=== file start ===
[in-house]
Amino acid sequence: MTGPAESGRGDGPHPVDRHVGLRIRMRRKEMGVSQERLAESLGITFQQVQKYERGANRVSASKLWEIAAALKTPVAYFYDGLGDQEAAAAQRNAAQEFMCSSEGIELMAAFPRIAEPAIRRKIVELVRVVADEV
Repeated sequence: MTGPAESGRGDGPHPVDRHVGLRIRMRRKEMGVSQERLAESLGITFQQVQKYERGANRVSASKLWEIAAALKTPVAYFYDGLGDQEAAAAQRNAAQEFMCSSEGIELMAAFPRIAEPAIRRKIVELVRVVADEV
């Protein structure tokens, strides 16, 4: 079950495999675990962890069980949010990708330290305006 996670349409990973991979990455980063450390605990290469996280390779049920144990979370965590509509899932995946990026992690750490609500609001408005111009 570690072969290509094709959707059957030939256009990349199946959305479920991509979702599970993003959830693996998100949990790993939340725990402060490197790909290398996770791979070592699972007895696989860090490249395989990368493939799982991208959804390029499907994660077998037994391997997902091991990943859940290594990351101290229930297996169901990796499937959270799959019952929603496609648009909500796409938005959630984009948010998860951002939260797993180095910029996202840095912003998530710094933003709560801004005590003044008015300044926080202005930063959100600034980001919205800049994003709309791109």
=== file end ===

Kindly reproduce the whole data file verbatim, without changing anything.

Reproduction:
[in-house]
Amino acid sequence: MTGPAESGRGDGPHPVDRHVGLRIRMRRKEMGVSQERLAESLGITFQQVQKYERGANRVSASKLWEIAAALKTPVAYFYDGLGDQEAAAAQRNAAQEFMCSSEGIELMAAFPRIAEPAIRRKIVELVRVVADEV
Repeated sequence: MTGPAESGRGDGPHPVDRHVGLRIRMRRKEMGVSQERLAESLGITFQQVQKYERGANRVSASKLWEIAAALKTPVAYFYDGLGDQEAAAAQRNAAQEFMCSSEGIELMAAFPRIAEPAIRRKIVELVRVVADEV
């Protein structure tokens, strides 16, 4: 079950495999675990962890069980949010990708330290305006 996670349409990973991979990455980063450390605990290469996280390779049920144990979370965590509509899932995946990026992690750490609500609001408005111009 570690072969290509094709959707059957030939256009990349199946959305479920991509979702599970993003959830693996998100949990790993939340725990402060490197790909290398996770791979070592699972007895696989860090490249395989990368493939799982991208959804390029499907994660077998037994391997997902091991990943859940290594990351101290229930297996169901990796499937959270799959019952929603496609648009909500796409938005959630984009948010998860951002939260797993180095910029996202840095912003998530710094933003709560801004005590003044008015300044926080202005930063959100600034980001919205800049994003709309791109």